The visit of a friend over the holiday weekend was an excuse to drive out of the valley fog and into a stunning late fall day as we made our way to the Empire Mine State Park, a mile east of Grass Valley. This is the site of California’s richest gold mine, in operation from the 1850’s through 1956. We lucked out: on Saturday they were holding a special open house. Park personnel in historical costume were greeting visitors and explaining things in both the “cottage,” where the mine owner lived with his family, and at the diggings themselves.
Gold was discovered in 1848, and by 1850, the rivers were panned out. There was plenty of gold, but larger operations were needed to extract it. The Empire Mine got off to a shaky start as it bought out numerous small claims, but faced serious difficulties in getting at veins of gold that laced the strata of quartz at deeper levels. Starting in 1879, William Bourn Jr., who gained a controlling interest, and his cousin, George Starr, the mine superintendent, created a very successful enterprise, largely because of the technical know how and labor of a large number of miners from Cornwall, England, a region where hardrock mining for tin and copper was a thousand years old. By 1890, Grass Valley was estimated to be 85% Cornish.
Bourn ran the mine from 1879 until 1929 when poor health forced him to sell it to Newmont Mining. In today’s terminology, these miners, photographed in 1905, are the 99%. According to one of the living history guides, the least prestigious job was that of a “mucker.” After a blast, they would load the ore carts and push them up the tracks to one of the main shafts where the rock would be hauled to the surface. The muckers could fill six or seven carts an hour, and each held a ton of ore. Muckers made $3 for a 10 hour shift.
In 1905, that wage beat the median income of twenty-two cents an hour. In addition, the mine prospered during the 1930’s – The Great Depression didn’t happen in Grass Valley. The safety record appears to be pretty clean too. Not only are hard rock mines the safest, but after the San Francisco earthquake in 1905, when miles of steel rails were twisted beyond use by railroads, Bourn bought them up to reinforce the shafts. In movies you see mines shored up with timber. At Empire, the shafts were braced with steel.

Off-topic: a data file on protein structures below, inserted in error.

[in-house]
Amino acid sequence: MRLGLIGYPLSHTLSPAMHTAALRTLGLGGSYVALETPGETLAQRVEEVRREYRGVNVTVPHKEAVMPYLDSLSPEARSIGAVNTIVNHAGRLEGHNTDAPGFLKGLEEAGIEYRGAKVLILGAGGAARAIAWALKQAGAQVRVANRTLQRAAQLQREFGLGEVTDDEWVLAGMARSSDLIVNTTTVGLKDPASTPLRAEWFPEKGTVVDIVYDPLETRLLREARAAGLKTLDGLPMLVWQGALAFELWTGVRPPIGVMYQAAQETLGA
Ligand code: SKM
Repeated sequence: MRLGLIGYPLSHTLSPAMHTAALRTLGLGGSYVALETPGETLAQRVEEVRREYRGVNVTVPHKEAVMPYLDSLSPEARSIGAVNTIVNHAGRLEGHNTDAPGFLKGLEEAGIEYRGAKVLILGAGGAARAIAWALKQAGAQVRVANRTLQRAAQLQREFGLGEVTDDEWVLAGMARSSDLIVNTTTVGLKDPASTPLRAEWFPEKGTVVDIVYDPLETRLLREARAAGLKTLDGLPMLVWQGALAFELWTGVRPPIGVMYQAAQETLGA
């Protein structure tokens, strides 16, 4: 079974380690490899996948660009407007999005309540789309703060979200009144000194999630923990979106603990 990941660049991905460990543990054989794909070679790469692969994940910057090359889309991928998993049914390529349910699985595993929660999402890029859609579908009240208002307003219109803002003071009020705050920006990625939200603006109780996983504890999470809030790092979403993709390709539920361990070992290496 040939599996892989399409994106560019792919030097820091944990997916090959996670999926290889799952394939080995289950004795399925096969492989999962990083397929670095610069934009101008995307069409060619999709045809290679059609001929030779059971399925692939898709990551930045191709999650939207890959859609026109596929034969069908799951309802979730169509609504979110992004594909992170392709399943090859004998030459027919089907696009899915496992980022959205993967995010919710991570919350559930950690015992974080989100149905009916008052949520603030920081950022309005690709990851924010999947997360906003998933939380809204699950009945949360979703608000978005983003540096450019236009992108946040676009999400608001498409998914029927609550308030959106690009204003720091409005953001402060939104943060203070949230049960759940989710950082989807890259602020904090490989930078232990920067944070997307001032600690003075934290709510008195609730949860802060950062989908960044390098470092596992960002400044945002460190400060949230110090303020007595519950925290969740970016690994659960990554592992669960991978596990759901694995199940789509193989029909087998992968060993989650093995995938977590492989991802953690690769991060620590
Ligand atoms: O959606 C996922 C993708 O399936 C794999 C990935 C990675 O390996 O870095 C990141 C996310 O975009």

Still, with more than a bit of claustrophobia, I would have sought work in one of the craft shops above ground. Carpenters and metalworkers on site made and repaired almost everything used in the mining operations, including the ore carts and their wheels.
The mine was closed as a non-essential industry but the War Production Board at the start of WWII. It reopened in 1945 but the price of gold was fixed at its 1934 level of $35 an ounce. By 1956, each ounce cost $45 to produce, and the mine closed in January, 1957.
During its years of operation, the Empire mine produced 5.6 million ounces of gold – roughly five billion dollars at current prices. The state owns the surface structures and grounds, but Newmont mining retains mineral rights, and there’s still gold underground. If the price of rises high enough, mining operations could resume. The real value these days, however, is the historical interest and beauty of the place.
The heritage roses behind the cottage had all been cut back, but small plaques identified the roses and their dates. Most came from the 19th and early 20th century, but a few were earlier than that. When they are in bloom, you can buy cuttings.
I had been to the Empire Mine once before, in the 80’s one January day when the trees were bare, the pool was dry, and no one was no one around. I’d been wanting to return for most of this year, but something always came up until this past Saturday. I had no idea how much I would enjoy the site, and I highly recommend it if you are ever in California’s central valley, with a yen to explore the foothills and the gold country. http://www.empiremine.org/